My understanding is that what is moving up and down is the strength of the electric field at a particular point in space. EM radiation is generated by the mechanical vibration of charged particles. Remember a charged particle casts an electric field that decays as 1/r^2. When a charged particle moves, say in the +x direction, all of the points in space have to acquire new field values to reflect the new distance from the charged particle, but it takes time for the "information" that the particle has moved to reach these points in space. Along the x axis, as the charged particle vibrates back and forth, the electric field at points on the x axis is alternately increased and decreased as electromagnetic pulses propagating at the speed of light pass through points on the axis. At any particular point, the field will be alternately high and low. This is the EM wave and the frequency is based on the vibrational frequency of the charged particle. It is -somewhat- similar to splashing your hands in a pool and the frequency of the water waves correspond to the frequency of your splashing. For me it seems intuitive that the faster you splash or vibrate the particle, the more energy is being used to reorganize the electric field. Einstein also predicted a similar effect with gravity waves which have now been measured with the motion of black holes.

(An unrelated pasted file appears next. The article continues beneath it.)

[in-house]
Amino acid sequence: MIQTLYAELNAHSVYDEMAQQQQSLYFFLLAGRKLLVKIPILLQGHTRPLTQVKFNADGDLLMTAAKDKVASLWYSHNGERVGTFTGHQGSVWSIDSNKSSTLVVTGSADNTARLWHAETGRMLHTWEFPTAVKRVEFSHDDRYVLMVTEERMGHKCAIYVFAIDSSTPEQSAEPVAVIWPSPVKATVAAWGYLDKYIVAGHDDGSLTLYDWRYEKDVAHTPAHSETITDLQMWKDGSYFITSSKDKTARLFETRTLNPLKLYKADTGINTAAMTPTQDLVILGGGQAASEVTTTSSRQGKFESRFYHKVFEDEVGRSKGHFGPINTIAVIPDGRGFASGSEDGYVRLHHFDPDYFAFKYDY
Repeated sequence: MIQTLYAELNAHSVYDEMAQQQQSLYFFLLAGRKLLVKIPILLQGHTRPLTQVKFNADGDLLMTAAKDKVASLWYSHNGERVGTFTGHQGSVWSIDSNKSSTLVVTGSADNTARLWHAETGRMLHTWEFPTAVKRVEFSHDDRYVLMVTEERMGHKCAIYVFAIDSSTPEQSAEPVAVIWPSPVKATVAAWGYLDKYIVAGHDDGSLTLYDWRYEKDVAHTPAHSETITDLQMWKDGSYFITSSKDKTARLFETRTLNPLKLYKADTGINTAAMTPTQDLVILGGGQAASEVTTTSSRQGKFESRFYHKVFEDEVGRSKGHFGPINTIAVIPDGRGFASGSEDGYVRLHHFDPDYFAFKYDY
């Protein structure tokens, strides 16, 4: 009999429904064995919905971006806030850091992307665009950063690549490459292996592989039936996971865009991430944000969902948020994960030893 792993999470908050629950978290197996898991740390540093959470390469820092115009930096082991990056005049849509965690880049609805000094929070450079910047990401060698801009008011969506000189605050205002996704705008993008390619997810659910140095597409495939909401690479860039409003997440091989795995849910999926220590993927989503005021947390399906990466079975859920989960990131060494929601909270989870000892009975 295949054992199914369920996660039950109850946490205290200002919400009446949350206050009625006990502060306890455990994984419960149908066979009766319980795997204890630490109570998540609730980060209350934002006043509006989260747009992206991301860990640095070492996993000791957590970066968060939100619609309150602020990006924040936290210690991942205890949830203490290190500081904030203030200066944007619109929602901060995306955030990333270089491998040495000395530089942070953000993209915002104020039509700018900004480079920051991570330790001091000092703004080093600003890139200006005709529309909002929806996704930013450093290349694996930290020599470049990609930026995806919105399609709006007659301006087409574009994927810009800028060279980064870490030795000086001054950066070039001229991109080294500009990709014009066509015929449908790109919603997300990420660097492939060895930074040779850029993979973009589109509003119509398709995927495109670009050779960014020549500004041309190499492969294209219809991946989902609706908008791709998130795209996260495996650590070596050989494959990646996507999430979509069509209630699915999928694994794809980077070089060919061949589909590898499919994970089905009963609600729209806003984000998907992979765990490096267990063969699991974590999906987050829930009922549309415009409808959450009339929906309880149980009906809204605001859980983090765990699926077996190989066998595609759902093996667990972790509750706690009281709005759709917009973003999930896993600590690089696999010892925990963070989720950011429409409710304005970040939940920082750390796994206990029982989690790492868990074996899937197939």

My impression is that your question is about waves in general.

A common simple wave would be a sine wave (google 'sine wave' for images). The distance between its positive peaks (say, in meters) would be its wavelength. (Wavelength is the spatial length of one cycle of the sine wave.)

One item missing from your question is the propagation speed of the wave--lets call it $v$.

Then using your notation there is a formula relating the three variables:


So the wavelength times the frequency (in cycles per second) equals the wave speed. You can solve for any one variable using the other two.

This answers your: What happens that determines " This wave has frequency value equal to x Hz and a value of wavelength equal to y "



Note that the individual points on the wave can move up and down (transverse) or back and forth (longitudinal). The math side of waves (particularly wave propagation) can become very involved.


Your Answer

By clicking “Post Your Answer”, you agree to our terms of service and acknowledge you have read our privacy policy.

Not the answer you're looking for? Browse other questions tagged or ask your own question.